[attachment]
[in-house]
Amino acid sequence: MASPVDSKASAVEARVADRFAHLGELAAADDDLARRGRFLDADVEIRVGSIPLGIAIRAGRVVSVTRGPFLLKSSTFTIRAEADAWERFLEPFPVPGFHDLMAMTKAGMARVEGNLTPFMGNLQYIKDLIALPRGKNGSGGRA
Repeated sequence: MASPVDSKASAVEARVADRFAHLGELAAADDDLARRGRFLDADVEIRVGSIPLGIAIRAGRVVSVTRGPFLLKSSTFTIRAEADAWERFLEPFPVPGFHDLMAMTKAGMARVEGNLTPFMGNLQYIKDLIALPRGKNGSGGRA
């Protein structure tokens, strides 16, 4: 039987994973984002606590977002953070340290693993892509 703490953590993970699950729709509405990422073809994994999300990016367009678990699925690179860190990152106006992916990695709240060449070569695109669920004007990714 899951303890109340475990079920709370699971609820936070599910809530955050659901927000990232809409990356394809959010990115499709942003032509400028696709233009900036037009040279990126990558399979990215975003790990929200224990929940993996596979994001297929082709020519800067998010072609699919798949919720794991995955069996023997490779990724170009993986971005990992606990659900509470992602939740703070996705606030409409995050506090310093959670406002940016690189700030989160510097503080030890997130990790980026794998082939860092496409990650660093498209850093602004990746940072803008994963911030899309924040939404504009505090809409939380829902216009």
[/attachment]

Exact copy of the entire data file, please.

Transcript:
[in-house]
Amino acid sequence: MASPVDSKASAVEARVADRFAHLGELAAADDDLARRGRFLDADVEIRVGSIPLGIAIRAGRVVSVTRGPFLLKSSTFTIRAEADAWERFLEPFPVPGFHDLMAMTKAGMARVEGNLTPFMGNLQYIKDLIALPRGKNGSGGRA
Repeated sequence: MASPVDSKASAVEARVADRFAHLGELAAADDDLARRGRFLDADVEIRVGSIPLGIAIRAGRVVSVTRGPFLLKSSTFTIRAEADAWERFLEPFPVPGFHDLMAMTKAGMARVEGNLTPFMGNLQYIKDLIALPRGKNGSGGRA
């Protein structure tokens, strides 16, 4: 039987994973984002606590977002953070340290693993892509 703490953590993970699950729709509405990422073809994994999300990016367009678990699925690179860190990152106006992916990695709240060449070569695109669920004007990714 899951303890109340475990079920709370699971609820936070599910809530955050659901927000990232809409990356394809959010990115499709942003032509400028696709233009900036037009040279990126990558399979990215975003790990929200224990929940993996596979994001297929082709020519800067998010072609699919798949919720794991995955069996023997490779990724170009993986971005990992606990659900509470992602939740703070996705606030409409995050506090310093959670406002940016690189700030989160510097503080030890997130990790980026794998082939860092496409990650660093498209850093602004990746940072803008994963911030899309924040939404504009505090809409939380829902216009």